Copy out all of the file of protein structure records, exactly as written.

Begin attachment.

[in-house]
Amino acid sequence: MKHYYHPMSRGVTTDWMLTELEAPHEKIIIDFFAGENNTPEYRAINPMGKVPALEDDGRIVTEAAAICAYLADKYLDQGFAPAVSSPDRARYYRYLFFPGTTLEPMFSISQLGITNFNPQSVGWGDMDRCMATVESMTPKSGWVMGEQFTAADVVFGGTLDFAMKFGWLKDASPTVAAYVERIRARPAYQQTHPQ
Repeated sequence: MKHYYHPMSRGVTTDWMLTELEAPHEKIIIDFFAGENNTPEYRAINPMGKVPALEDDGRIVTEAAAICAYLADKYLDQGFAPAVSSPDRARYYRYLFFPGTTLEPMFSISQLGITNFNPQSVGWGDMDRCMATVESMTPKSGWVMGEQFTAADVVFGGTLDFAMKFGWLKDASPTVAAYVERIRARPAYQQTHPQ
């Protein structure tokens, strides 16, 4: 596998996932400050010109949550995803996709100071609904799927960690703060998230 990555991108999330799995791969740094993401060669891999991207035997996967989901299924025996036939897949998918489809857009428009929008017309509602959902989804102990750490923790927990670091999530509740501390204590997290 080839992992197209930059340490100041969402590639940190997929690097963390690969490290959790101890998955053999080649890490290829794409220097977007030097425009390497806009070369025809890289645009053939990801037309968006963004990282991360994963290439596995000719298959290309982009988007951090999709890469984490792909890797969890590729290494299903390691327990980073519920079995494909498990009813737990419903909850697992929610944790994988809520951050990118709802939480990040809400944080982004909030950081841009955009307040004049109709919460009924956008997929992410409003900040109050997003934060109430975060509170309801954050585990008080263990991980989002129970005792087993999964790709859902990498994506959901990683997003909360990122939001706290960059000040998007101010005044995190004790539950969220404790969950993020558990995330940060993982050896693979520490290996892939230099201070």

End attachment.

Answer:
[in-house]
Amino acid sequence: MKHYYHPMSRGVTTDWMLTELEAPHEKIIIDFFAGENNTPEYRAINPMGKVPALEDDGRIVTEAAAICAYLADKYLDQGFAPAVSSPDRARYYRYLFFPGTTLEPMFSISQLGITNFNPQSVGWGDMDRCMATVESMTPKSGWVMGEQFTAADVVFGGTLDFAMKFGWLKDASPTVAAYVERIRARPAYQQTHPQ
Repeated sequence: MKHYYHPMSRGVTTDWMLTELEAPHEKIIIDFFAGENNTPEYRAINPMGKVPALEDDGRIVTEAAAICAYLADKYLDQGFAPAVSSPDRARYYRYLFFPGTTLEPMFSISQLGITNFNPQSVGWGDMDRCMATVESMTPKSGWVMGEQFTAADVVFGGTLDFAMKFGWLKDASPTVAAYVERIRARPAYQQTHPQ
């Protein structure tokens, strides 16, 4: 596998996932400050010109949550995803996709100071609904799927960690703060998230 990555991108999330799995791969740094993401060669891999991207035997996967989901299924025996036939897949998918489809857009428009929008017309509602959902989804102990750490923790927990670091999530509740501390204590997290 080839992992197209930059340490100041969402590639940190997929690097963390690969490290959790101890998955053999080649890490290829794409220097977007030097425009390497806009070369025809890289645009053939990801037309968006963004990282991360994963290439596995000719298959290309982009988007951090999709890469984490792909890797969890590729290494299903390691327990980073519920079995494909498990009813737990419903909850697992929610944790994988809520951050990118709802939480990040809400944080982004909030950081841009955009307040004049109709919460009924956008997929992410409003900040109050997003934060109430975060509170309801954050585990008080263990991980989002129970005792087993999964790709859902990498994506959901990683997003909360990122939001706290960059000040998007101010005044995190004790539950969220404790969950993020558990995330940060993982050896693979520490290996892939230099201070």